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About Kio

  • Rank
    Senior Member
  • Birthday April 9

Profile Information

  • Gender
  • Location
    Boston area
  • Age


  • Surgeon
    Scott Shikora
  • Hospital
    Brigham & Women's
  • Height (ft-in)
  • Start Weight
  • Current Weight
  • Goal Weight
  • Body Mass Index (BMI)
  • Surgery Date
  • Surgery Type
    Gastric Bypass

Recent Profile Visitors

3,087 profile views
  1. Hi, Jane, welcome! Looks like your date is getting closer - are you excited??? Can't wait to hear how it goes, keep us posted!
  2. You've come such a long way! You look fantastic, and so happy!
  3. I think it varies from person to person. I had RNY 2 years ago, and I've been able to drink normally since about 5 months after surgery. I can chug water like a pro now. On the other hand, I have a friend who had RNY 10 years ago who has to sip sip sip to this day.
  4. I'm late to the party, but wanted to chime in - my sleep apnea is also gone since surgery! It's such a huge relief to be able to just go to sleep without all the tubes and masks and whatnot. Just being able to nap on the sofa if I feel like it is lovely.
  5. Kio

    The choice

    Hi, @LadyDay and welcome! I hope you find what you're looking for here. I can say that my own choice to have gastric bypass was the best choice I've ever made for my health and my life. I'm not sure how your medications would impact the aftermath, but others here who have been on antidepressants may be able to guide you on that! You might want to check out people's personal blogs - many have shared their stories in detail. I linked you the start of mine below - I kept pretty detailed daily records for quite a while after my surgery. I hope this helps!!!
  6. This is fascinating stuff. As someone heavily invested (through work) in diabetes care and prevention, the impact of WLS vs what we usually do for people with diabetes is amazing. There is simply no comparison. No amount of "eat these foods" or "take these meds" achieves the kinds of results described in this article. And given the difference in cost between WLS + followup and lifetime treatment of a patient for diabetes? I'm kind of amazed WLS isn't the first line of defense for health plans instead of the last thing after all other treatments fail.
  7. Welcome, @margaretmyree I started this about where you are - I was 355 lb. I'm so glad I had RNY. In my experience, the stigma associated with being 200 lb overweight far outweighs any stigma you may find about WLS. For one thing, strangers who saw me at 355 knew immediately that I was vastly overweight; today, strangers who see me have no idea I had WLS! I was thinking about this just today as I sat in an interview with my boss, who knew me at my highest weight and knows I had WLS, and the intern we were interviewing, who had no idea I'd ever been anything other than a normal weight. And - if I were speaking to my two-years-ago self - I would say, who cares about stigma!? I can walk now. I can run. I can climb stairs without touching the railings. I can do all that and still breathe after! I can have walk-and-talk meetings down the hallways at work. I can bike. I can chase the dog! I would put up with any amount of judgment from friends and relatives for the joy of being able to do those things again. But really? I haven't had any judgment to put up with. I tell basically everybody, because it turns out that 200 lbs later I don't care who knows about how I lost it. I'm proud as hell that I did it, that I was willing to do whatever it took to reclaim my life. And anybody who thinks I shouldn't have done it, for whatever reason, is simply not a person who is welcome in my life. All of this just to say - tell people, don't tell people, whatever works best for your situation! But either way, don't let the fear of stigma stop you from getting your life back. People who stigmatize you for having WLS are just trying to hold you down and hold you back. They're not invested in your happiness. Don't let them get in your way!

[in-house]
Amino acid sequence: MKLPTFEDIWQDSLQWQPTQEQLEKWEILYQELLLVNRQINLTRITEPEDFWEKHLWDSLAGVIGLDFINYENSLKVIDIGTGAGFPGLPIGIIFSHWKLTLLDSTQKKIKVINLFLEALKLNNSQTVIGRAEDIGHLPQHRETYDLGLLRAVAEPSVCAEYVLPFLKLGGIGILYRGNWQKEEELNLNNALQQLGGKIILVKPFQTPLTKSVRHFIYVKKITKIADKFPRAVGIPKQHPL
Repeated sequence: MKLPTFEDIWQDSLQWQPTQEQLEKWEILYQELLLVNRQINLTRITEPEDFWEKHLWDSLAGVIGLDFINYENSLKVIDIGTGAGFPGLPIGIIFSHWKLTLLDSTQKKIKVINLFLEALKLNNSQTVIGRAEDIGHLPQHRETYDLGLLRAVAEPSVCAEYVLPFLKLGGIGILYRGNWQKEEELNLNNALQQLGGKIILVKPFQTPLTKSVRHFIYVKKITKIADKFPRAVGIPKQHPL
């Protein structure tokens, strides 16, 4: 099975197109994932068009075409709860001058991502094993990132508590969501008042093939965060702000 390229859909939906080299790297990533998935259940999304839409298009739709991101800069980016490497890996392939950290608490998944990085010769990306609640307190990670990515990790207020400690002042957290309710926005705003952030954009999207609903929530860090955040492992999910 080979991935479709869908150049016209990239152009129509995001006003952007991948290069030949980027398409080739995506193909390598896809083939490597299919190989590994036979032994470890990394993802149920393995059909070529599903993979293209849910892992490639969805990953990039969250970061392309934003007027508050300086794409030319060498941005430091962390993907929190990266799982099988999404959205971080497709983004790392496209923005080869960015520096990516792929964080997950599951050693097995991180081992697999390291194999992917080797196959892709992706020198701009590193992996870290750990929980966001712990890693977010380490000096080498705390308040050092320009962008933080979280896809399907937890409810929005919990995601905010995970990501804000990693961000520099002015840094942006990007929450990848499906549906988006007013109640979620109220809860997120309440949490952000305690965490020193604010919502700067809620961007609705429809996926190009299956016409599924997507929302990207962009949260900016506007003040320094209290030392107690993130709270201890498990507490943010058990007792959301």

8. Hi, @DrCohbi, and welcome! Don't worry too much about your starting weight - what matters is where you end up. I started out around 365 lbs, easily one of the highest starts I've seen for ladies around here - and I've now lost over half my body weight and I'm closing in on a normal BMI. It sounds like you're already learning one of the most important things, too - that success starts loooooong before you reach the end of the journey! Every time something new fits, every time you're able to do something today that you couldn't do last week - that's your success, and it starts right now. Best of luck to you - keep us posted, ask questions, stick around! This is a great place.
  9. Sugar - both in its sweet form and it's savory (potato chip!) form - has always been my problem. If I eat carbs, I will eat more carbs - end of story. I usually find that if i can get a solid day of low carb/keto eating under my belt, the second day is easier, and the third even easier than that. From there it's smooth sailing (until the next time I fall off the sugar wagon). The funny thing is, when I'm not eating sugar, I'm eating things I actually really like. I drink a lot of coffee with milk or cream, eat a lot of yogurt (my current favorite is the less-sugar chobani brand), eat a lot of veggies, a lot of berries, and a LOT of drumsticks and chicken thighs. It's not like my diet is lacking in favorites when I'm keto-ing well. And the stuff I eat when I'm NOT keto-ing well is actually kind of viscerally disgusting to me -- too sweet, too greasy, too rich, too everything. So why do I do it? Bodies are WEIRD. My trick to getting in that first good day is this: I eat as much as I want that day. I will literally binge on anything I want as long as it's not carbs. Granted, since surgery, my "binge" amount is vastly reduced from what it once ways. But I do feel like that getting-back-on-the-wagon day is basically nothing but eating. On the other hand, it's eating healthy, good for me foods, so I don't stress about it, and at the end of the day I have progress to risk - why waste a day of hard work by breaking my streak?! Just not worth it. Exercise does the same thing - it puts me back in the game. It's all too easy to say no to the treadmill when I already said no yesterday. It's got to be a habit for me, or it's not useful. Kristen, I think you've got a great handle on what's going on with your mental and physical status, and being here will only help with that. Yet another thing I've learned - it's a lot easier to disappoint myself than it is to disappoint @CheeringCJ, @BurgundyBoy, @Res Ipsa, @cinwa, @Cheesehead, and the rest of the ThinnerTimes fam! As long as I stick close to this forum, I have those voices in my head cheering me on.